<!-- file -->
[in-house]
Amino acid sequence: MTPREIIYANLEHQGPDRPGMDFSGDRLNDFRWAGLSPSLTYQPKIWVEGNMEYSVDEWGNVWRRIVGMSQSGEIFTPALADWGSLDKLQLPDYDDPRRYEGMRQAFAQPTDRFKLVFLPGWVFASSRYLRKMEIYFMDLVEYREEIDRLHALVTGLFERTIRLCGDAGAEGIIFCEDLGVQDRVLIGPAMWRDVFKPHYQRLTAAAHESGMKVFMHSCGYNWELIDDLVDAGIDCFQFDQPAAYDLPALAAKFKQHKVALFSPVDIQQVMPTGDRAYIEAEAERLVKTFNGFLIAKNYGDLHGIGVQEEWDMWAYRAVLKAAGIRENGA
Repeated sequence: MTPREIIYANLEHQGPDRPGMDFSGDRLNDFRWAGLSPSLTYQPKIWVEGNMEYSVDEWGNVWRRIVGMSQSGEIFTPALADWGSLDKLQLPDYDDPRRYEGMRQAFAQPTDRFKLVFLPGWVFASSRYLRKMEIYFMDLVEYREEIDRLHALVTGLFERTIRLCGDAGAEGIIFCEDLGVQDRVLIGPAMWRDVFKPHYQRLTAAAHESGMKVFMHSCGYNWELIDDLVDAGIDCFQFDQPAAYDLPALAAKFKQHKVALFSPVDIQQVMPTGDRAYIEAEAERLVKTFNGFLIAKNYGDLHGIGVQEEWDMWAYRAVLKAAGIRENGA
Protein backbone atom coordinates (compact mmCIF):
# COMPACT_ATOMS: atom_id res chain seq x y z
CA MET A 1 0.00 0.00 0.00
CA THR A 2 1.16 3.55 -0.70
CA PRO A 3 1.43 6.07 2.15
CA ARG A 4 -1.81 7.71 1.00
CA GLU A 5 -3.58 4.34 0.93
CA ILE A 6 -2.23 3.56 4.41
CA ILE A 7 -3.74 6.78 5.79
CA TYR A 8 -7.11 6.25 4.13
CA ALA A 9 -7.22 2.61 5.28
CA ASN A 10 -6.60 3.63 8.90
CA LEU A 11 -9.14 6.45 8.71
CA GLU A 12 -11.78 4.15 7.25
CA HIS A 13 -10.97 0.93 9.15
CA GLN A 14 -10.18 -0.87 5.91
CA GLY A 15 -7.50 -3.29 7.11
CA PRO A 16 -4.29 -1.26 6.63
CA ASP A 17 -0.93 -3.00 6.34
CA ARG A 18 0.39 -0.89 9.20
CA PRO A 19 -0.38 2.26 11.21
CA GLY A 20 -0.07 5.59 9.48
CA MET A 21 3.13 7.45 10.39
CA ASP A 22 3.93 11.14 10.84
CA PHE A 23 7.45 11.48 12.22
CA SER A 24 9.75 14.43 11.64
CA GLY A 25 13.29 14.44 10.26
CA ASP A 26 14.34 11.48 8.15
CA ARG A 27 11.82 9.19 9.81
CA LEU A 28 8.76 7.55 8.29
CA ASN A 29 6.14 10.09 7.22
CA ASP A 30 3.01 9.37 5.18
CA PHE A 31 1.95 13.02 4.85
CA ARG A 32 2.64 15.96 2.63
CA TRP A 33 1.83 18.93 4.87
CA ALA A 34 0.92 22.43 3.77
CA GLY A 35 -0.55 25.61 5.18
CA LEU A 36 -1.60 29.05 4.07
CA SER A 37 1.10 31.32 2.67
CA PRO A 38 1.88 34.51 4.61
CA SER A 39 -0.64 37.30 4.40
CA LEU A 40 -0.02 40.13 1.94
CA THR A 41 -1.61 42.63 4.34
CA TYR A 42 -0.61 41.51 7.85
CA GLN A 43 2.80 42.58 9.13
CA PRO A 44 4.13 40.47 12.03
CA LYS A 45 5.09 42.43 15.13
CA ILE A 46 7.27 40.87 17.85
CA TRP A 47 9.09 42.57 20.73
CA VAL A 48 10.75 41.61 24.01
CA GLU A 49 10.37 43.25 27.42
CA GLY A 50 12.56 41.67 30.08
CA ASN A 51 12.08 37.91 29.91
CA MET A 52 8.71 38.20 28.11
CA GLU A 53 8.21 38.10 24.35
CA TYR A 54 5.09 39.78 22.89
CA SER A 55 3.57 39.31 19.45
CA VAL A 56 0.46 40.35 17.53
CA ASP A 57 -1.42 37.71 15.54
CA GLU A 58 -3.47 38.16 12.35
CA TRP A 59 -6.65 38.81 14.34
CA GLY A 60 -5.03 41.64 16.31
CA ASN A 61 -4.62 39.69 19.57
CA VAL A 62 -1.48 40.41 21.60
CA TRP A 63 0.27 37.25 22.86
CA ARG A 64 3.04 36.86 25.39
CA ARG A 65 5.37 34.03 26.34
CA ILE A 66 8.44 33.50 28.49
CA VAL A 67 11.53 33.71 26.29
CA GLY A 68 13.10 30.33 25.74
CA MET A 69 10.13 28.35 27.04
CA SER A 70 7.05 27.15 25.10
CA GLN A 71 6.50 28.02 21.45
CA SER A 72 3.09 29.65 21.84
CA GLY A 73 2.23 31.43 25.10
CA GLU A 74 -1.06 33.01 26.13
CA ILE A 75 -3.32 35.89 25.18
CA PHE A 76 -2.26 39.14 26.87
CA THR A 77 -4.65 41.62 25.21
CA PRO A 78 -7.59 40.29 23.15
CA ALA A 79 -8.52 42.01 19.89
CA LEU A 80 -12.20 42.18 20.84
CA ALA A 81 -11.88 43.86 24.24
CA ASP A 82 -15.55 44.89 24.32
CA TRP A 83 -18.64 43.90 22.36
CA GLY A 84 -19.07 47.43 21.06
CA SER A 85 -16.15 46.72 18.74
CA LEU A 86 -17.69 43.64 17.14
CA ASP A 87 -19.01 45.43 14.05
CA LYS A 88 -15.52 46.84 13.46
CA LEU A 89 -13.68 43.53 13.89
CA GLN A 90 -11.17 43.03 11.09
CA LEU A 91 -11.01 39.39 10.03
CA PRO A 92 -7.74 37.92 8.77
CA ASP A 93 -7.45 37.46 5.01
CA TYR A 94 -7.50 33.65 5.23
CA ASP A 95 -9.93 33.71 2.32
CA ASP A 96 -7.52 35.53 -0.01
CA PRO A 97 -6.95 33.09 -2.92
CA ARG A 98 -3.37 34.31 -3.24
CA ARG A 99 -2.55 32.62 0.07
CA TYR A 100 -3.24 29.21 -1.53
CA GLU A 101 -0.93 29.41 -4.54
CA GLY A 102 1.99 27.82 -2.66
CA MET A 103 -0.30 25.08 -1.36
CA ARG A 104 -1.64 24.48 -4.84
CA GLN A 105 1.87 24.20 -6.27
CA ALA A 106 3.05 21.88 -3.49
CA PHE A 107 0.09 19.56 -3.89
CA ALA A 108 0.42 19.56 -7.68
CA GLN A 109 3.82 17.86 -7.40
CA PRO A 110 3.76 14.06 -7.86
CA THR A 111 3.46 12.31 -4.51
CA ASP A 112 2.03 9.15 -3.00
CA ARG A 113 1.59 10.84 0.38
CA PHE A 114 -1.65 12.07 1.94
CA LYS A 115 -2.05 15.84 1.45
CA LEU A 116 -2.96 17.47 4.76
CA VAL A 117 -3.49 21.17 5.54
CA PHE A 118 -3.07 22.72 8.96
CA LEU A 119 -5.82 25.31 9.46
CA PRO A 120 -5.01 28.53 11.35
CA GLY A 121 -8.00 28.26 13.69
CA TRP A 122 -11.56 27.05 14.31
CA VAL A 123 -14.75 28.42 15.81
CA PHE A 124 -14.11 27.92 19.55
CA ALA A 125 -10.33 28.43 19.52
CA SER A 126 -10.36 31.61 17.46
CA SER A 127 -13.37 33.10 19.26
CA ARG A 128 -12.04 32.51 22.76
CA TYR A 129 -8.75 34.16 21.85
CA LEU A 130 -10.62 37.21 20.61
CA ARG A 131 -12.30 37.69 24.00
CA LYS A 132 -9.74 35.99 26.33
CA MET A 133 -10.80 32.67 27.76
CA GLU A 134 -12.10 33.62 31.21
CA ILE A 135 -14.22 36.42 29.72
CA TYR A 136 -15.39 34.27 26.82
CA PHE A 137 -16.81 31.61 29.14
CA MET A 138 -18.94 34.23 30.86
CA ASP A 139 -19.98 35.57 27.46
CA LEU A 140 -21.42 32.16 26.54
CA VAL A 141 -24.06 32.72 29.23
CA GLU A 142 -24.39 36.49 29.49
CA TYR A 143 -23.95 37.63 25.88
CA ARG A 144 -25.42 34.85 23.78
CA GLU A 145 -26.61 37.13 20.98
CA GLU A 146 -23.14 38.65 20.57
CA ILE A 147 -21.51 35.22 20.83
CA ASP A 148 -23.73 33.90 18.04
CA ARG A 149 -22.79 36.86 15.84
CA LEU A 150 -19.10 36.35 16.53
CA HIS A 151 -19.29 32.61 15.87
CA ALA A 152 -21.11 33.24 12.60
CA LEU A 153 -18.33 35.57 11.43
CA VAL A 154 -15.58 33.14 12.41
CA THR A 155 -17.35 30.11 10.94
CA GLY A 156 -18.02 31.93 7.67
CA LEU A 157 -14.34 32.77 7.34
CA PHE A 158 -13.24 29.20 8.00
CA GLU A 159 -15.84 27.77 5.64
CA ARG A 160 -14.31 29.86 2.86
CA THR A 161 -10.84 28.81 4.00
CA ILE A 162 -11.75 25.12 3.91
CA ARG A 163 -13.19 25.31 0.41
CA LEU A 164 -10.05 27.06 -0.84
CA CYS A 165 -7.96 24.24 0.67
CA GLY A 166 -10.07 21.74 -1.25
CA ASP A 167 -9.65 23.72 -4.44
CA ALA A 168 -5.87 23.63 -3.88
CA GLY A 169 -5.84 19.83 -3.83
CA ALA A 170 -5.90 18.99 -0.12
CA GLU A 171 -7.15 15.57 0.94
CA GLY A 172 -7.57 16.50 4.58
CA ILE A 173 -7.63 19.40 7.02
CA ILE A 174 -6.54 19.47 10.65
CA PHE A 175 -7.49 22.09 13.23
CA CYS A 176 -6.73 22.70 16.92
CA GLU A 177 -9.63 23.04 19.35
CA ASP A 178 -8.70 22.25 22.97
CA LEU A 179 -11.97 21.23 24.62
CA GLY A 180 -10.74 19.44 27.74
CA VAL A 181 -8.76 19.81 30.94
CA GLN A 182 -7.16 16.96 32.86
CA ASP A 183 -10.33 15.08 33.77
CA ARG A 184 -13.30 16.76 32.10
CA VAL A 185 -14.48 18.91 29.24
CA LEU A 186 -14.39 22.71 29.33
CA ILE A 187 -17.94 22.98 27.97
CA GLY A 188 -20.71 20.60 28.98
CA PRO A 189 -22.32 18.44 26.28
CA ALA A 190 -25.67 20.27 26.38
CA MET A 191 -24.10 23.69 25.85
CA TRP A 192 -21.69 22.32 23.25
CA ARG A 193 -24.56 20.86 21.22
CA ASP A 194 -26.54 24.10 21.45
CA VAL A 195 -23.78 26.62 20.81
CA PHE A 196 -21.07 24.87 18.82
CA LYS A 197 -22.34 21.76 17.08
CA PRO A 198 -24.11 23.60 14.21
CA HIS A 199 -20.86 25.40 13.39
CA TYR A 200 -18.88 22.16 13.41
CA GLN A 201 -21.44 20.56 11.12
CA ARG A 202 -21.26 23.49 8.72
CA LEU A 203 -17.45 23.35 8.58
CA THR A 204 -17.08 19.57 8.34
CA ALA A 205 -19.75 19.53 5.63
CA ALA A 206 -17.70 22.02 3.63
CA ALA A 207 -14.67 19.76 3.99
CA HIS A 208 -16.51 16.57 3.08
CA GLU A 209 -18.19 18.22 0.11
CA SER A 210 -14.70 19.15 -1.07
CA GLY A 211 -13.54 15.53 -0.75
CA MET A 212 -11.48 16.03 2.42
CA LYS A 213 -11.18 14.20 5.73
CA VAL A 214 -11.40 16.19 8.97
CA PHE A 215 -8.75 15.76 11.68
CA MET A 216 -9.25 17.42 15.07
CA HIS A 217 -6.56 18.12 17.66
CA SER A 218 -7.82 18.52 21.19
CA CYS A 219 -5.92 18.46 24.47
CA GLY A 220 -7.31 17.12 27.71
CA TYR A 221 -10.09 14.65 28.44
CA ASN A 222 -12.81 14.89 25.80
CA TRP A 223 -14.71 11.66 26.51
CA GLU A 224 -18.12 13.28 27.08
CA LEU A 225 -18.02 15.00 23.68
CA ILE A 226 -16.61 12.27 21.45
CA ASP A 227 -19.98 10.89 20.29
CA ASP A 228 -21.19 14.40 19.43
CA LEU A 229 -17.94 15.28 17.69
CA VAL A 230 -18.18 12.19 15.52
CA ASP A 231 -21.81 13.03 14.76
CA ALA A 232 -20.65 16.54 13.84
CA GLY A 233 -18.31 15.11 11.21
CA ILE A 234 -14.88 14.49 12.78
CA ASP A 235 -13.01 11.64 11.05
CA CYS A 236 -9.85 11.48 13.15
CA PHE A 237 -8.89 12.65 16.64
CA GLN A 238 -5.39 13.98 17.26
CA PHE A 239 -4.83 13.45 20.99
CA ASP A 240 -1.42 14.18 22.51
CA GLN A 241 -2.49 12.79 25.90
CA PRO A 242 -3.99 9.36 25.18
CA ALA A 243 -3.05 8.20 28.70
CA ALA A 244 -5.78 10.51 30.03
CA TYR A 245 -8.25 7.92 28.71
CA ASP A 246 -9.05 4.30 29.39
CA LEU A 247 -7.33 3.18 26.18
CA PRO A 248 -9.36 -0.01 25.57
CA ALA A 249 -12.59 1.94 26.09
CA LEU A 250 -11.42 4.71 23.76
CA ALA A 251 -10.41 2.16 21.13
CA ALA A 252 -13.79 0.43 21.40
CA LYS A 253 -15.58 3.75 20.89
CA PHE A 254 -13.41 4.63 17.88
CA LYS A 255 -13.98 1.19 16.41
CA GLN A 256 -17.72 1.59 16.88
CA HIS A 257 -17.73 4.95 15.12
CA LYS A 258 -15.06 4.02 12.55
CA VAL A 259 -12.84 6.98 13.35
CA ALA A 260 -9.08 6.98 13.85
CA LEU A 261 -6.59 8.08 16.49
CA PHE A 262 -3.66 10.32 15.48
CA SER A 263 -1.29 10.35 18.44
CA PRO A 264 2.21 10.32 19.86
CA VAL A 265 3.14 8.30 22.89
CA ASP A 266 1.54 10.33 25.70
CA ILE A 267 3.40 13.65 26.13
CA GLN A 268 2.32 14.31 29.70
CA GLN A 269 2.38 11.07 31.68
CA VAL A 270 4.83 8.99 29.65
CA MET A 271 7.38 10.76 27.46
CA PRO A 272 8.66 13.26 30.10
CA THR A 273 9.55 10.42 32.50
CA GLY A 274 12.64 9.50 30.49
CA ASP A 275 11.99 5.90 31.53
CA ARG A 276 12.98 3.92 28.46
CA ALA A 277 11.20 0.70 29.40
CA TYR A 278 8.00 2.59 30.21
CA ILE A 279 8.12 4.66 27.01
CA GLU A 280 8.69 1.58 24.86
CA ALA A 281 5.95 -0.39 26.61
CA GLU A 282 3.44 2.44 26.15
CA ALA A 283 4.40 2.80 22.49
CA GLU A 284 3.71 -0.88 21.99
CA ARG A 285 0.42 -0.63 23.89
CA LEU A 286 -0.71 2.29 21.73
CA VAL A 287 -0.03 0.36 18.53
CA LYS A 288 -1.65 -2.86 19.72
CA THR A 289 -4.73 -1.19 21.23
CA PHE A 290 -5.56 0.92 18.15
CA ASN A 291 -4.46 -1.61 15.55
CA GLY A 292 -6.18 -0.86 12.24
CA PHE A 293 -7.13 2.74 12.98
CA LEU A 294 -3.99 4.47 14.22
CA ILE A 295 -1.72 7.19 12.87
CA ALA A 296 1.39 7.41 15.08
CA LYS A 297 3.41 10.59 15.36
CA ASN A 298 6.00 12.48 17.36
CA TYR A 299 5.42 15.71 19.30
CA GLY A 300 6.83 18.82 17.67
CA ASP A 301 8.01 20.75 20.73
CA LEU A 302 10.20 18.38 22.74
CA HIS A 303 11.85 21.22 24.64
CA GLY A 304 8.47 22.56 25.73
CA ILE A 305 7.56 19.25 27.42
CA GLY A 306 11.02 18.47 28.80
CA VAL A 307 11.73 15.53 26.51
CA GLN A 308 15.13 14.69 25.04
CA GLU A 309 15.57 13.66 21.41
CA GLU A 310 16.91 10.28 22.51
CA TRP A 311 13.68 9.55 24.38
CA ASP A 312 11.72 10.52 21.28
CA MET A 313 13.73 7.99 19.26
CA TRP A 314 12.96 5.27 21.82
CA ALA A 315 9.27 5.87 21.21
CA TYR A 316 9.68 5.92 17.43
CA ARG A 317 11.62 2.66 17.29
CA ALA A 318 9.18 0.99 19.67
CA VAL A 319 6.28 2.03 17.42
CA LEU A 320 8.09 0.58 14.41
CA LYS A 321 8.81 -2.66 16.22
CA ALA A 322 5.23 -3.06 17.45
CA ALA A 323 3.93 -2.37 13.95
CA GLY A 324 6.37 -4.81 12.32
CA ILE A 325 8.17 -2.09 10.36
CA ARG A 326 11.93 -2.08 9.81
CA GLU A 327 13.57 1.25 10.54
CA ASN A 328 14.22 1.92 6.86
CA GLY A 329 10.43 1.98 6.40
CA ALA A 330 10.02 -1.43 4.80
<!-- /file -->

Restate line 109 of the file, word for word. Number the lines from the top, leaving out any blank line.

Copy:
CA ARG A 104 -1.64 24.48 -4.84